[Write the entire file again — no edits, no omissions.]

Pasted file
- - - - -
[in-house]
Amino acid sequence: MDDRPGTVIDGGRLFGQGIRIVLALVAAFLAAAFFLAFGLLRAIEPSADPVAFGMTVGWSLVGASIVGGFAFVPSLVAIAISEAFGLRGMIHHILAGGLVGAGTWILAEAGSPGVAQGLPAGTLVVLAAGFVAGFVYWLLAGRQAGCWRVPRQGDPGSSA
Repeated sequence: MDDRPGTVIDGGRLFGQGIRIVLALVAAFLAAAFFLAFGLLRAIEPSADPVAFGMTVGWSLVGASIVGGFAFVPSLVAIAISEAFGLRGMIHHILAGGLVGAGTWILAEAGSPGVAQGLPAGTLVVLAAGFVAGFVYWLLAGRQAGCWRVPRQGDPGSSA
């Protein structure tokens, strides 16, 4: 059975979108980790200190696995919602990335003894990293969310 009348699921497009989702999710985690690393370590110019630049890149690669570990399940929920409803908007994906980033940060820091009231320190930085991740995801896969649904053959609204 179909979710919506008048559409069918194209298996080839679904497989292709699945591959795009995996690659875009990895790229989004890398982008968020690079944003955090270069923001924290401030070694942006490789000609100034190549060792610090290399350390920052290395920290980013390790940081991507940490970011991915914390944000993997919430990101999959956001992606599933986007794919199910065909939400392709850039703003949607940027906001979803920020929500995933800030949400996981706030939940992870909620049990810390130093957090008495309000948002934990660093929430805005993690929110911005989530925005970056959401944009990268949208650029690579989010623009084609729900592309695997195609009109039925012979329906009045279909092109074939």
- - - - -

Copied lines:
[in-house]
Amino acid sequence: MDDRPGTVIDGGRLFGQGIRIVLALVAAFLAAAFFLAFGLLRAIEPSADPVAFGMTVGWSLVGASIVGGFAFVPSLVAIAISEAFGLRGMIHHILAGGLVGAGTWILAEAGSPGVAQGLPAGTLVVLAAGFVAGFVYWLLAGRQAGCWRVPRQGDPGSSA
Repeated sequence: MDDRPGTVIDGGRLFGQGIRIVLALVAAFLAAAFFLAFGLLRAIEPSADPVAFGMTVGWSLVGASIVGGFAFVPSLVAIAISEAFGLRGMIHHILAGGLVGAGTWILAEAGSPGVAQGLPAGTLVVLAAGFVAGFVYWLLAGRQAGCWRVPRQGDPGSSA
């Protein structure tokens, strides 16, 4: 059975979108980790200190696995919602990335003894990293969310 009348699921497009989702999710985690690393370590110019630049890149690669570990399940929920409803908007994906980033940060820091009231320190930085991740995801896969649904053959609204 179909979710919506008048559409069918194209298996080839679904497989292709699945591959795009995996690659875009990895790229989004890398982008968020690079944003955090270069923001924290401030070694942006490789000609100034190549060792610090290399350390920052290395920290980013390790940081991507940490970011991915914390944000993997919430990101999959956001992606599933986007794919199910065909939400392709850039703003949607940027906001979803920020929500995933800030949400996981706030939940992870909620049990810390130093957090008495309000948002934990660093929430805005993690929110911005989530925005970056959401944009990268949208650029690579989010623009084609729900592309695997195609009109039925012979329906009045279909092109074939």